History

Tom Miller's fabulous website, "daytonianinmanhattan.blogspt.com," devoted its June 16, 2016 edition to the building and provided the following commentary:

"In describing Fifth Avenue around 57th Street in 1876, a writer pointed out the newly0-built mansion of Adele L. S. Stevens at the southwest corner.  He said that with the exception of Alexander Stewart's white marble palace, 'it is the most expensive house ever built in the city....Cornelius Vanderbilt's mammoth chateau filled the entire block to the north and William C. Whitney was living in the Stevens house.

"But times were changing.  In February 1920, The New York Times remembered 'at that time the neighborhood of Fifth-Seventh Street was called pre-eminently the aristocratic quarter of the city.  It retained that prestige until half a dozen year or so ago, when the upward march of trade invaded Fifty-seventh Street, and now few of its handsome residences remain.

"Among those last survivals were the Whitney and Vanderbilt mansions.  But while Alice Vanderbilt remained until1926, the Whitney home had been converted for commercial purposes years earlier. The end of the line for the Stevens-Whitney mansion was inevitable following its purchase by August Heckscher in 1919.

"On February 15, 1920, the New York Tribune announced 'the sensational development planned for the southwest corner of Fifth Avenue and Fifty-seventh Street by George Backer and August Heckscher will mark a new epoch in the structural and commercial future of Fifth Avenue.  The building is to be thirty stories high and sill be a combination of stores, showrooms, offices, apartments and a theater...."

Mr. Miller's article reproduced a rendering of Warren & Wetmore's original design for the site and it indicated a setback top with a slab-like dome similar to that atop the Pierre Hotel.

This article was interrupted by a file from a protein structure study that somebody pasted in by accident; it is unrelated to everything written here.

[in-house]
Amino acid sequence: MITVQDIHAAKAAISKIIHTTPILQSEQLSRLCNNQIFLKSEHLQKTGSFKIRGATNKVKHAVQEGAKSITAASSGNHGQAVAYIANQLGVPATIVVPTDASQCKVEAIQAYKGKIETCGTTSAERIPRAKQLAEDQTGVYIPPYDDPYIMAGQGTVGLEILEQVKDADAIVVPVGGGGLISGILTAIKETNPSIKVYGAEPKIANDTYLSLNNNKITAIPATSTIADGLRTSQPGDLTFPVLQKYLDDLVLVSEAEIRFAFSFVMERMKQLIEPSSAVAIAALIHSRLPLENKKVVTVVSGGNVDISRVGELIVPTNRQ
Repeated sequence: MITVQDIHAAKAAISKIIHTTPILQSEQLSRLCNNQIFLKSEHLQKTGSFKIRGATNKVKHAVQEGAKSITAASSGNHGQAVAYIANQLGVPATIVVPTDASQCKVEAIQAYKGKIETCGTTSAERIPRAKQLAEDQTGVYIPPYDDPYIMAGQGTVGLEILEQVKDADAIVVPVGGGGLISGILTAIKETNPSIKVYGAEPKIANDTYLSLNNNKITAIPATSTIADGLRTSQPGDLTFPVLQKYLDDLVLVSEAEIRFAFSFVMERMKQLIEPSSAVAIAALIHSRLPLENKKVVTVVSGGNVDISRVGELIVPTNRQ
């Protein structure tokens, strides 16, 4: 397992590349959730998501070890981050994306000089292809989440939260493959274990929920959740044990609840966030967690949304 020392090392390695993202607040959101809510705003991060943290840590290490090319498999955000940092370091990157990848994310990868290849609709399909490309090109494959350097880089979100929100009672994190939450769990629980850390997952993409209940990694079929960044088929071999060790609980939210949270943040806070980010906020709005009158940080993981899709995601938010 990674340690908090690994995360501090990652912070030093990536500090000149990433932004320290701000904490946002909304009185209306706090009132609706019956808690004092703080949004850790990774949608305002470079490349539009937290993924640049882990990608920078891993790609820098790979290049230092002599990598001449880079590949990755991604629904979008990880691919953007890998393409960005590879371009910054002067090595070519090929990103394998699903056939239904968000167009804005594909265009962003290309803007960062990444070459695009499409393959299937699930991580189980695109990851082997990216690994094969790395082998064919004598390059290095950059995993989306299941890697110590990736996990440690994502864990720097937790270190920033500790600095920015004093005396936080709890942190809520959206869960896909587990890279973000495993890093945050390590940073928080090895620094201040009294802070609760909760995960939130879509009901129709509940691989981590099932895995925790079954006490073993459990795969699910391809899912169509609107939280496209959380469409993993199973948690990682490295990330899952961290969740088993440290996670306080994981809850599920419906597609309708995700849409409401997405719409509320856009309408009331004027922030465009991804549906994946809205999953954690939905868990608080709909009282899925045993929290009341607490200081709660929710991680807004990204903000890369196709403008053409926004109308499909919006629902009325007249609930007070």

His article indicated that "The New York Times reported a 'radical change' and that the theater idea had been scrapped and the building's height reduced to 25 stories and the top was changed to a pyramid.

Mr. Miller also noted that the building's name was changed to the Crown Building in 1983 and Douglas Leigh was commissioned to gild and illuminate its façade. "The Times architecture critic Paul Goldberger was both pleased and displeased with the result, saying 'it is too gilded, particularly on the lower floors; they look not unlike a person with too much makeup.  But near the top, distance reduced the garishness, and the effect is splendid."

Indeed!

At the same time, Mr. Miller continued, niches near the entrance were given "gold-covered statues: "Some called the sculptures the Three Graces, but they are most likely generic."

In their great book, "New York 1930, Architecture and Urbanism Between The Two World Wars," Robert A. M. Stern, Gregory Gilmartin and Thomas Mellins provide the following commentary about this tower:

"...The Heckscher Building, erected in 1921 at the southwest corner of Fifth Avenue and Fifty-seventh Street, was both the first tall office building to invade the northern end of Fifth Avenue shopping district and the first skyscraper to built under the new zoning.